This research examines how individual recipients who are beneficiaries of corporate social responsibility projects understand the benefits and goals of the initiative. In addition, the project looks at the ways in which corporations perceive the impact and benefits of this investment and whether or not this is a long-term policy that should be adapted by all corporations.
Students will provide support in following areas:
1. identify, read and analyze articles and books on the impact of corporate social responsibility on donor companies and individual recipients
Viruses can contribute to the development of several human cancers and constitute 15–30% of human cancers with geographic variation. Approximately 200,000 new cancer cases every year are associated with Epstein–Barr virus (EBV). The current interests are the host-herpesvirus interactions, and our research will be a blend of virology, molecular and cellular biology, immunology, and pathology.
Nebraska's forests house a diversity of herbs, trees, and wildlife, but they are rapidly changing due to environmental stresses, such as altered fire and climate regimes, invasive species, and drought. The goal of this project is to monitor these changes in order to develop effective conservation and management strategies. The work involves mapping trees in Nebraska's forests and taking measurements in order to monitor the growth and survival of trees and and herbaceous understory plants, so that the responses to environmental stress can be quantified.
This position is for the 2018-9 academic year. We are seeking an undergraduate student interested in research and in learning more about research in real world settings to collect data for the Lancaster County Family Treatment Drug Court (FTDC) Evaluation being conducted by the Nebraska Resource Project for Vulnerable Young Children at UNL-Center on Children, Families and the Law (UNL-CCFL). The FTDC was established by the Lancaster County Juvenile Court in 2014 as a mandatory drug court for families with allegations related to substance abuse by a parent. Families in the
The Political Attitudes and Cognition Lab (directed by Dr. Ingrid Haas;
http://polisci.unl.edu/paclab) is currently recruiting undergraduate research assistants to help with various projects in the lab during the remainder of the 2017-2018 academic year and beyond. The lab studies political attitudes and beliefs, and how evaluation is influenced by affect, emotion, motivation, and social identity. This is an interdisciplinary lab, combining methods and ideas from social psychology, political science, and social neuroscience (fMRI).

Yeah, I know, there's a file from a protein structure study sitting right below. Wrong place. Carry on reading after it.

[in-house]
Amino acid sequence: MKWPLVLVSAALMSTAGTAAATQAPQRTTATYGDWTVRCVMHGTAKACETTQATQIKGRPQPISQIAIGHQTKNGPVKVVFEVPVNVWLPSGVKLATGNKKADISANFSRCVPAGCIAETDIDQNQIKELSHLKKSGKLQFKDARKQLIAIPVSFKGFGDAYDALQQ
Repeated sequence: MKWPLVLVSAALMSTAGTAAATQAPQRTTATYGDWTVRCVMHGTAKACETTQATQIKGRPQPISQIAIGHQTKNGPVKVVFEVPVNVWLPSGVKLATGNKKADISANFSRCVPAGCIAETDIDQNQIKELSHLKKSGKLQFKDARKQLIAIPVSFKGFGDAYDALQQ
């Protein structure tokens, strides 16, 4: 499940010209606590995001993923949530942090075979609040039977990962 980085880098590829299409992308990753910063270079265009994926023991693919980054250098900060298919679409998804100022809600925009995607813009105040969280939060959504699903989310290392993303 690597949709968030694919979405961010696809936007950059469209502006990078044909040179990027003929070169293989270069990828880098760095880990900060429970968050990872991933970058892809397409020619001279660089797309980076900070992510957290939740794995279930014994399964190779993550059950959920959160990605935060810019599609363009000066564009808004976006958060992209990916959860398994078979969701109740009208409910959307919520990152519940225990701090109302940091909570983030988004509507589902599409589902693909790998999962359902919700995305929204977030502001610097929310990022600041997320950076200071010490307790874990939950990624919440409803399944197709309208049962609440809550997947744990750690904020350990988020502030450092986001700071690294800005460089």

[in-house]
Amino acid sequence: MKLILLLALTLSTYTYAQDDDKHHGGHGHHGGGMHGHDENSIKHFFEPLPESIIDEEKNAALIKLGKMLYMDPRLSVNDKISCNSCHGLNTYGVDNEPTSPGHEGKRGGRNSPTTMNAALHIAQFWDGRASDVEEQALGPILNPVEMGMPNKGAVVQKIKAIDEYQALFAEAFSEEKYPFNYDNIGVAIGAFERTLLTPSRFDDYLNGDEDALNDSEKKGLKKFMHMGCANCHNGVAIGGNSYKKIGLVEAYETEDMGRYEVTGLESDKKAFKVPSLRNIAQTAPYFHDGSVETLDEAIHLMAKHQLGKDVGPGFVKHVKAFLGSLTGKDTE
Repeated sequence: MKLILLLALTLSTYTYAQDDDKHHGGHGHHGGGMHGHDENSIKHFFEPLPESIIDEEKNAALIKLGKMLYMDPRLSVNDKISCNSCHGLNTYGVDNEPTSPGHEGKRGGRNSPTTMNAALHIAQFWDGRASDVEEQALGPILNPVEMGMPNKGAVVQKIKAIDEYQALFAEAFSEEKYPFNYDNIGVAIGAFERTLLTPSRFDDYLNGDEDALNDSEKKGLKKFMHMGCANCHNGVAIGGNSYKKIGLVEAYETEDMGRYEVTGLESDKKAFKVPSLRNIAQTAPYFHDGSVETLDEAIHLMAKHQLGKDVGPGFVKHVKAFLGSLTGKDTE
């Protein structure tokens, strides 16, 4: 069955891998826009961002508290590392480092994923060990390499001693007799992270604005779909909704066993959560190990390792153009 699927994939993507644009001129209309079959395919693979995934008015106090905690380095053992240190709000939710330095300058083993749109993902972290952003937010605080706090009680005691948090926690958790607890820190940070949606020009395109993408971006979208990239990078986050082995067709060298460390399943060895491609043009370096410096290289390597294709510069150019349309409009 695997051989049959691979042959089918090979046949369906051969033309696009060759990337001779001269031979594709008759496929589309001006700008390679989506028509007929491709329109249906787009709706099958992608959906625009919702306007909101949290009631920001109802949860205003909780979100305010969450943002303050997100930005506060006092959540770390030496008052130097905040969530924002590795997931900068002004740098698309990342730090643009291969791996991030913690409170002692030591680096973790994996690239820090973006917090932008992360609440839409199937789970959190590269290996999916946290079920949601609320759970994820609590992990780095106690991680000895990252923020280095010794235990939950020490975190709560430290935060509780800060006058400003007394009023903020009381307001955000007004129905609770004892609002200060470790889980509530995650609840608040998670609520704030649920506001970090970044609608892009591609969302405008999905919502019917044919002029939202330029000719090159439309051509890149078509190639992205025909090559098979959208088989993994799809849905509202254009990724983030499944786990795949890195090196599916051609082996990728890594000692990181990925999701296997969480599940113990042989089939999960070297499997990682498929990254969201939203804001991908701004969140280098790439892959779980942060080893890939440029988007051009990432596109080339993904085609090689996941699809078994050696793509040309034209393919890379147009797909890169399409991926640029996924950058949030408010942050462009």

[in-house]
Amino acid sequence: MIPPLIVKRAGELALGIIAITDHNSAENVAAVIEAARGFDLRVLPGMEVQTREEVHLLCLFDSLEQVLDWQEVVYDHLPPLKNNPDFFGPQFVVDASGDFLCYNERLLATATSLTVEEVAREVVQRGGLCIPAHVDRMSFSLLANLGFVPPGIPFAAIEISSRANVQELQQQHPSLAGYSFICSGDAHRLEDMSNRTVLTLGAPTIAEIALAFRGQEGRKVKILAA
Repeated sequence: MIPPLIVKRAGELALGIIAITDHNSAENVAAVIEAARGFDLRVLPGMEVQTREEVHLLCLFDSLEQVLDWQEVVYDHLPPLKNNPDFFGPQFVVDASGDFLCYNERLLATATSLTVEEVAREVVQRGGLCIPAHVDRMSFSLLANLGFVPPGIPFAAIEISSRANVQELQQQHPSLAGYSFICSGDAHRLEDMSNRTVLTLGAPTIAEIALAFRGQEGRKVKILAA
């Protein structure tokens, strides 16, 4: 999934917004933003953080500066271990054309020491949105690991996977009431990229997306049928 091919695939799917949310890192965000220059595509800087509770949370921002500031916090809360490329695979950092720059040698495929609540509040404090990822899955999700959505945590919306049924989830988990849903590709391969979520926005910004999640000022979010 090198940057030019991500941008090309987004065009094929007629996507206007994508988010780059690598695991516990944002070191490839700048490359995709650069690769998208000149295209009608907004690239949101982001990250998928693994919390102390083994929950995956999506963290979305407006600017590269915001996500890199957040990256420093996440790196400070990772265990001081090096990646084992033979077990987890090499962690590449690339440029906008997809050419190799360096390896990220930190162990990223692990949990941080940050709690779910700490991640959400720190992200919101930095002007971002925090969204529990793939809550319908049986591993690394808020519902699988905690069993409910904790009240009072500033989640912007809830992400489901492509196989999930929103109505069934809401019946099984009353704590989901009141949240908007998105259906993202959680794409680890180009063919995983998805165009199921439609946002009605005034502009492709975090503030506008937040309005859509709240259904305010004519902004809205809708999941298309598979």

We are seeking an undergraduate student interested in research and in learning more about research in real world settings to collect data for the Lancaster County Family Treatment Drug Court (FTDC) Evaluation being conducted by the Nebraska Resource Project for Vulnerable Young Children at UNL-Center on Children, Families and the Law (UNL-CCFL). The FTDC was established by the Lancaster County Juvenile Court in 2014 as a mandatory drug court for families with allegations related to substance abuse by a parent. Families in the FTDC track receive specialized services, more frequen
What is the most effective thing a parent can do if they find out their middle schooler is being picked on or bullied? Do the same strategies work for different teens? What if mom and dad give different advice? How do parents decide what to do? Do parents draw on their own experiences of victimization when deciding how to support their teen? These are just some of the questions that will be explored.
Students will help with recruitment and data collection for a study of how families talk about peer victimization and bullying, and what parents can do to support their child when they find they've been victimized. The study includes interviews, observational tasks, and psychophysiological assessment.
Students will be able to work directly with families.
Dr. Martin is looking for students who may want to submit a UCare application to support their continued research over the summer of 2018, as well as students who wish to work during the semester.
Profs. Lisong Xu and Sebastian Elbaum are looking for an undergraduate student to participate in an interesting and cutting-edge NSF research project on automated testing and verification of network protocols. For example, if you have an Android smartphone, we have just found several bugs in the TCP protocol of Android, which is the protocol used for browsing web-pages and sending/receiving emails .
The student will work with the professors and other students in the project starting from Spring or Summer 2018, and may continue to the fall semester.
The overarching goal of this research group is to identify and quantify vulnerability of structural systems (e.g. buildings, bridges, mechanical equipment, agricultural components, etc.) to natural hazards (e.g. earthquakes, tornadoes, etc) and to further design methods of mitigation. Studies within this research group include field reconnaissance following nearby tornadic activity, computer simulations of structures to extreme loads, and experimentation of structures in the laboratory.